Executive Director, Innovation Lab

Helen Goulden



Join Date

July 2010

What I do

Helen was an Executive Director at Nesta and lead our Innovation Lab.

The Lab’s mission is to support and scale innovation for the public good; working with partners to run innovation funds and programmes, open innovation processes and challenge prizes. Our focus is broad, supporting innovation in education, local government, democratic engagement, the collaborative economy, the arts and civil society.

Helen joined Nesta in April 2009 and joined the executive team in May 2013. She was a board member of the Behavioural Insights Team.


Before joining Nesta, Helen worked in the private sector developing digital strategies and solutions for global corporate clients. She spent five years consulting in the Cabinet Office, Office of the Deputy Prime Minister and Communities and Local Government developing national innovation programmes for local government and leading research and product development for interactive television services.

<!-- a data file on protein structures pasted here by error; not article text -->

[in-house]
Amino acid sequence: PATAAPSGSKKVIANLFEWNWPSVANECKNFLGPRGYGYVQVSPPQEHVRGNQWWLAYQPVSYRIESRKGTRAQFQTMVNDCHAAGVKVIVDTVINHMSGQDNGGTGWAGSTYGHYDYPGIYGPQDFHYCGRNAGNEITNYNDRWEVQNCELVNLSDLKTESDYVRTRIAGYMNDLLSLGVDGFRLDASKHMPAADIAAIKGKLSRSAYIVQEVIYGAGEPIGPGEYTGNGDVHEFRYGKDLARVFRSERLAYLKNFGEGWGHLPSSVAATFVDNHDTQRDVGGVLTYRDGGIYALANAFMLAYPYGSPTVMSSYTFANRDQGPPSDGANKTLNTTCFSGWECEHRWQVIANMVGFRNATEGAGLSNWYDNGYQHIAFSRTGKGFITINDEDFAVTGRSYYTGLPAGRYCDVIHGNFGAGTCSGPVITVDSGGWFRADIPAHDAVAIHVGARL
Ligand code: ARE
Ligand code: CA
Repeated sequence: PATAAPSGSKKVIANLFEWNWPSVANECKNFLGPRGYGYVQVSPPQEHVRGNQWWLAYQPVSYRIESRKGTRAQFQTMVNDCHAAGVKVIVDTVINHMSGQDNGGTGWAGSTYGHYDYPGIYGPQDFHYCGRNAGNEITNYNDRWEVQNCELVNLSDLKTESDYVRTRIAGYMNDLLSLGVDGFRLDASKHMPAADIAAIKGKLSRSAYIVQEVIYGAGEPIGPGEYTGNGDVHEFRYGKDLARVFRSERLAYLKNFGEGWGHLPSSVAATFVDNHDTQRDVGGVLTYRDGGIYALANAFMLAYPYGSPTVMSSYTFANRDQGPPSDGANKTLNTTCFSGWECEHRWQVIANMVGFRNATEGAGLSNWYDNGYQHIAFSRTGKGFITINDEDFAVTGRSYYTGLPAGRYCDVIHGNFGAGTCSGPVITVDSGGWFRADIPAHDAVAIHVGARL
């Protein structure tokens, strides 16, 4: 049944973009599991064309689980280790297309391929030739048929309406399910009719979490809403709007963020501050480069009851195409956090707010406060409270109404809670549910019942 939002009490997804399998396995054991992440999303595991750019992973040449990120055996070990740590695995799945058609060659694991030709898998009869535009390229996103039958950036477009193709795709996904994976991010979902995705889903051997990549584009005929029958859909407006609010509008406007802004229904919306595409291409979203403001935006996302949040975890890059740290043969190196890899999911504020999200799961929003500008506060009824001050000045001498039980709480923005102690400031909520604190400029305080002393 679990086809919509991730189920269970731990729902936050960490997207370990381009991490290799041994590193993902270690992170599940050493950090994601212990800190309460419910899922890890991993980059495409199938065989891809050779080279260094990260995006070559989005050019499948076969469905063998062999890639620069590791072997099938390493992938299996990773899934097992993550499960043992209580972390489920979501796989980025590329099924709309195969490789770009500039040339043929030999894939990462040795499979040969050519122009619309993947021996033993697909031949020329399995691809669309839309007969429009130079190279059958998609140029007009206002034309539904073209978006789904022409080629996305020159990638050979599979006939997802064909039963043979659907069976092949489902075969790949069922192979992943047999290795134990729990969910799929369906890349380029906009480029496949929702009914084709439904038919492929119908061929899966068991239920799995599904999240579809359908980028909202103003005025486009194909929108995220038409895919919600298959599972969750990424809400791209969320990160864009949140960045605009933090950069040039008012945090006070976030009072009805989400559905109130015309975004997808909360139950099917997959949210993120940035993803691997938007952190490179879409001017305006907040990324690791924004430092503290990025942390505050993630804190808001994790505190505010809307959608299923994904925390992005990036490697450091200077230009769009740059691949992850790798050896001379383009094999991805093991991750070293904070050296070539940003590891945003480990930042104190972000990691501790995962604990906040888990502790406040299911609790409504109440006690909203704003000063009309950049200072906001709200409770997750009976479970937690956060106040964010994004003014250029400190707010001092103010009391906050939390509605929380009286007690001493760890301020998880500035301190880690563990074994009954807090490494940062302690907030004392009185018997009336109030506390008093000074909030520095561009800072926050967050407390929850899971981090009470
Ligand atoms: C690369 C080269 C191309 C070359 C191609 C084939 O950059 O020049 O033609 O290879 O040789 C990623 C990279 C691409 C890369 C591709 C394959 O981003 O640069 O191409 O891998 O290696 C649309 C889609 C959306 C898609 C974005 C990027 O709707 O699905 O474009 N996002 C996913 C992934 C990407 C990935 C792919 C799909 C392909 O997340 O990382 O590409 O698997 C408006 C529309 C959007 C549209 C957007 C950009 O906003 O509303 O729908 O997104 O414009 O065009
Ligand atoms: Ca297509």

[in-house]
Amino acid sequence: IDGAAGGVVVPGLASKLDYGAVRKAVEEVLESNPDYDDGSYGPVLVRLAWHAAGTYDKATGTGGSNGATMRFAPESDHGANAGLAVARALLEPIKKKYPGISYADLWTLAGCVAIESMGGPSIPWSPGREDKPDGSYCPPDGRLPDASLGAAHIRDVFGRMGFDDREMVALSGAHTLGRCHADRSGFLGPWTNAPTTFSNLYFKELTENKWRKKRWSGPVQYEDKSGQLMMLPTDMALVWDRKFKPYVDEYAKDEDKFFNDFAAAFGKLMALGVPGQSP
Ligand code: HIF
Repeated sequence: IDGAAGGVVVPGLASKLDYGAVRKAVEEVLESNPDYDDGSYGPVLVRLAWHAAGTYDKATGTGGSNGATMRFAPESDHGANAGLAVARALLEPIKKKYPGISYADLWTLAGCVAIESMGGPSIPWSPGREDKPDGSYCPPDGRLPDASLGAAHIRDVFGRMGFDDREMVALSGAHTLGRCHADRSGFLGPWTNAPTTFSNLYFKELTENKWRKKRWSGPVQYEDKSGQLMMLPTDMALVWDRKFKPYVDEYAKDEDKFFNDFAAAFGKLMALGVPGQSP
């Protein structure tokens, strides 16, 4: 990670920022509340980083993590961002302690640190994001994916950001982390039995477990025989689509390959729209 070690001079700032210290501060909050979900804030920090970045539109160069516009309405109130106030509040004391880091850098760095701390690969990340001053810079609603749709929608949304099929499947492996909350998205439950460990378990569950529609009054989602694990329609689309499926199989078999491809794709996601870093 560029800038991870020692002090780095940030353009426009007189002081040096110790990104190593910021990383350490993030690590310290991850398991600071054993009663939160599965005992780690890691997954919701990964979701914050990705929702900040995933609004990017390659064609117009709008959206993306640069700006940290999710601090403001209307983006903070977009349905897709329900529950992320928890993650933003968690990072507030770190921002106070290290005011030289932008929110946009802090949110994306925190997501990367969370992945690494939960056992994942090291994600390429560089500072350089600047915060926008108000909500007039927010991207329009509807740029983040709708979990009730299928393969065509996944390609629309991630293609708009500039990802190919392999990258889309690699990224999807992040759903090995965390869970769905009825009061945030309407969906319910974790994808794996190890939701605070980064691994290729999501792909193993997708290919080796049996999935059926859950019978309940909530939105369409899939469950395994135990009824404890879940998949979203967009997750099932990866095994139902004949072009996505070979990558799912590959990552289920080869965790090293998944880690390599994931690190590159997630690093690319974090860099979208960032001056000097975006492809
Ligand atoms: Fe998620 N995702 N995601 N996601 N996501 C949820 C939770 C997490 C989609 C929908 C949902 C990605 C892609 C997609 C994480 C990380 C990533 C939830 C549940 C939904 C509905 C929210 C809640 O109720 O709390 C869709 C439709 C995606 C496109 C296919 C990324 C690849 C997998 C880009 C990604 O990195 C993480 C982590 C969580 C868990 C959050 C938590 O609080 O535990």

She regularly speaks in the UK and abroad on the subject of public and social innovation, and has a long-standing interest in the rise of the Collaborative (or sharing) Economy.

Helen holds degrees in Philosophy and in Responsibility & Business Practice.

I'm just fresh from the Soil Association's Annual Conference where they've been discussing the relevance of social innovation to tackling some of their core challenges. During question time, a little voice pops up at the back and asks whether the sharing economy is relevant to supporting the growth of organic, local food consumption in the UK.
Helen Goulden
Friday, 11 October 2013
And so it arrives, the end of the year. Traditionally a time of pausing for reflection, wool gathering the events of the previous twelve months and trying to piece together a picture of what’s been achieved…
Helen Goulden
Monday, 10 December 2012
Around seven million tickets have been sold for the London Olympics and if the viewing figures for the Athens Olympics are anything to go by, a further four billion people will tune in at least once to watch the Olympics on TV.
Helen Goulden
Friday, 27 July 2012